Linked by Thom Holwerda on Tue 6th Mar 2018 20:12 UTC
Windows

Microsoft is once again tackling privacy concerns around Windows 10 today. The software giant is releasing a new test build of Windows 10 to Windows Insiders today that includes changes to the privacy controls for the operating system. While most privacy settings have been confined to a single screen with multiple options, Microsoft is testing a variety of ways that will soon change.

There have been some concerns that Windows 10 has a built-in “keylogger,” because the operating system uses typing data to improve autocompletion, next word prediction, and spelling correction. Microsoft’s upcoming spring update for Windows 10 will introduce a separate screen to enable improved inking and typing recognition, and allow users to opt-out of sending inking and typing data to Microsoft.

I doubt any of these changes will reassure people who refuse to use Windows because of privacy concerns.

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RE: Comment by Drumhellar
by Alfman on Wed 7th Mar 2018 01:41 UTC in reply to "Comment by Drumhellar"
Alfman
Member since:
2011-01-28

Drumhellar,

Of course not, at least not until Microsoft figures out a way to keep people from moving the goalposts.
If Microsoft completely stopped collecting telemetry, many of these people would believe Microsoft just found a way to do it secretly - after all, now that there is a tool that lets you view all the telemetry Windows collects, those people still believe there is data Microsoft is hiding - a belief based on no evidence.



That's not all of us though, a simple option to turn off all data collection without having to block the OS at the firewall would go a long way. A user's choice should be respected regardless of their reason.


And then, there are the people that have the opinion that Microsoft knowing how many times you click the start menu is the same as breaking into your home to read your diary.


To be fair though, even trivial evidence like that can be used in court. Beyond that, it's also a matter of principal, some of us just don't want corporations monitoring us at all. Microsoft has no business monitoring me in my home against my wishes no matter how innocuous it claims the data collection is.

Reply Parent Score: 3

RE[2]: Comment by Drumhellar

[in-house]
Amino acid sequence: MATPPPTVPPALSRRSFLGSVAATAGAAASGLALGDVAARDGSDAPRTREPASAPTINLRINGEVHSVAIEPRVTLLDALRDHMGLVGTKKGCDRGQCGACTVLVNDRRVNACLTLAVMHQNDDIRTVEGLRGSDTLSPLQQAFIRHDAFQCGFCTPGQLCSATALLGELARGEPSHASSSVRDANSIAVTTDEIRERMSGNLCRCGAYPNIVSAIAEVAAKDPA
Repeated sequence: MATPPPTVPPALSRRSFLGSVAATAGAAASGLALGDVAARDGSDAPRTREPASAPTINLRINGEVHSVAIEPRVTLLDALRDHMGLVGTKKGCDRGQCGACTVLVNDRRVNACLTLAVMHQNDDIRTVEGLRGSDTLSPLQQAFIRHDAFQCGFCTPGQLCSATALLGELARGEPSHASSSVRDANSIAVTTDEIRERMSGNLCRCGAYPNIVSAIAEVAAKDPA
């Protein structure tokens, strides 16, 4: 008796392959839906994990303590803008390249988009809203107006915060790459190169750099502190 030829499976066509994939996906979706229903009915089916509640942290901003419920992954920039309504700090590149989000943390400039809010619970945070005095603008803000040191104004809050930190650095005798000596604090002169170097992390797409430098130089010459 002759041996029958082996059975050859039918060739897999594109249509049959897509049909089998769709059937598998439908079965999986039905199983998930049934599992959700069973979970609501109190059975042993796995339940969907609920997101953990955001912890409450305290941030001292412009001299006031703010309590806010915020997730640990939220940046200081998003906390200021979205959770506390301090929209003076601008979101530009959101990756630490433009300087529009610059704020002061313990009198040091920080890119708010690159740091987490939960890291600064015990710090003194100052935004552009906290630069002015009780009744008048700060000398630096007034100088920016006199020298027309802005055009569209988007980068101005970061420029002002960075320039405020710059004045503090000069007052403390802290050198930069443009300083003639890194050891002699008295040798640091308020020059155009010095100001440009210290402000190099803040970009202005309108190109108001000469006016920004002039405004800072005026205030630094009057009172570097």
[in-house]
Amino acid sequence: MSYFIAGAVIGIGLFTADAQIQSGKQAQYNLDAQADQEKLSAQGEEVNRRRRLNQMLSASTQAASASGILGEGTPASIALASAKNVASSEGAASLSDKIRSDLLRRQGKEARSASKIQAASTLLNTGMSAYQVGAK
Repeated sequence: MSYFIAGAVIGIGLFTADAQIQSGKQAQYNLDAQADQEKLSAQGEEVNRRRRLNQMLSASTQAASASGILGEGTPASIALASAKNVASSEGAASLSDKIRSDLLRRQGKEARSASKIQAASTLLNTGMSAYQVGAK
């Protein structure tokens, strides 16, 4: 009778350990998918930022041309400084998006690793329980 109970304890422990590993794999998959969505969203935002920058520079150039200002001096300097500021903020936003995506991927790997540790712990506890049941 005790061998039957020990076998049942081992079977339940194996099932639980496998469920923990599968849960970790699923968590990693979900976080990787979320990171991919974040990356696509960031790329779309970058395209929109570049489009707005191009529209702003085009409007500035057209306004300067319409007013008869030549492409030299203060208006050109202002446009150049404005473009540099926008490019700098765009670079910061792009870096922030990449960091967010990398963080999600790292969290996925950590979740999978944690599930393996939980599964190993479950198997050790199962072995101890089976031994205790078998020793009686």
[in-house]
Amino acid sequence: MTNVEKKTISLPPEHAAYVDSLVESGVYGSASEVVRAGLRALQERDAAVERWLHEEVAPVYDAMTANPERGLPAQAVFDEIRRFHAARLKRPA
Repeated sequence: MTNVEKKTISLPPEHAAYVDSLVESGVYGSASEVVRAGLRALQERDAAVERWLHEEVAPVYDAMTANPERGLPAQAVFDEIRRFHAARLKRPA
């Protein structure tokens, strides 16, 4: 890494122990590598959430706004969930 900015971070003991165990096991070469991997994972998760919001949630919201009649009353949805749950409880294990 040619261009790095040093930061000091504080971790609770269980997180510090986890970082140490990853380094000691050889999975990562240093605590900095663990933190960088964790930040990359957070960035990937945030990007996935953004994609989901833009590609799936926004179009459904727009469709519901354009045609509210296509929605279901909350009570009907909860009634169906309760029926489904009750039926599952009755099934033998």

by shotsman on Wed 7th Mar 2018 07:13 in reply to "RE: Comment by Drumhellar"
shotsman Member since:
2005-07-22

There is a list of IP addresses that MS use for data collection available on the Internet. AFAIK, it changes after each update but add all those addresses to your external firewall and see how many connection attempts are blocked. It is staggering even from someone just doing a bit of web browsing (not using IE or Edge naturally).
Doing that was enough to tell me that they have clearly crossed the line. No one in their right mind can persuade me that that amount of data is related to bug reporting unless Windows 10 is the buggiest bit of software ever written.
{I'll put my tin-foil hat away now}

Reply Parent Score: 4

The123king Member since:
2009-05-28

No one in their right mind can persuade me that that amount of data is related to bug reporting unless Windows 10 is the buggiest bit of software ever written.


It may not be the buggiest software Microsoft have released, but it'd definitely not the best from a UI perspective. Much of this data could be UI anylitics, which may explain the volume of data

Reply Parent Score: 0

RE[3]: Comment by Drumhellar
by darknexus on Wed 7th Mar 2018 14:30 in reply to "RE[2]: Comment by Drumhellar"
darknexus Member since:
2008-07-15

No one in their right mind can persuade me that that amount of data is related to bug reporting unless Windows 10 is the buggiest bit of software ever written.

Well, if it's not the buggiest thing ever written, it's certainly up there.

Reply Parent Score: 1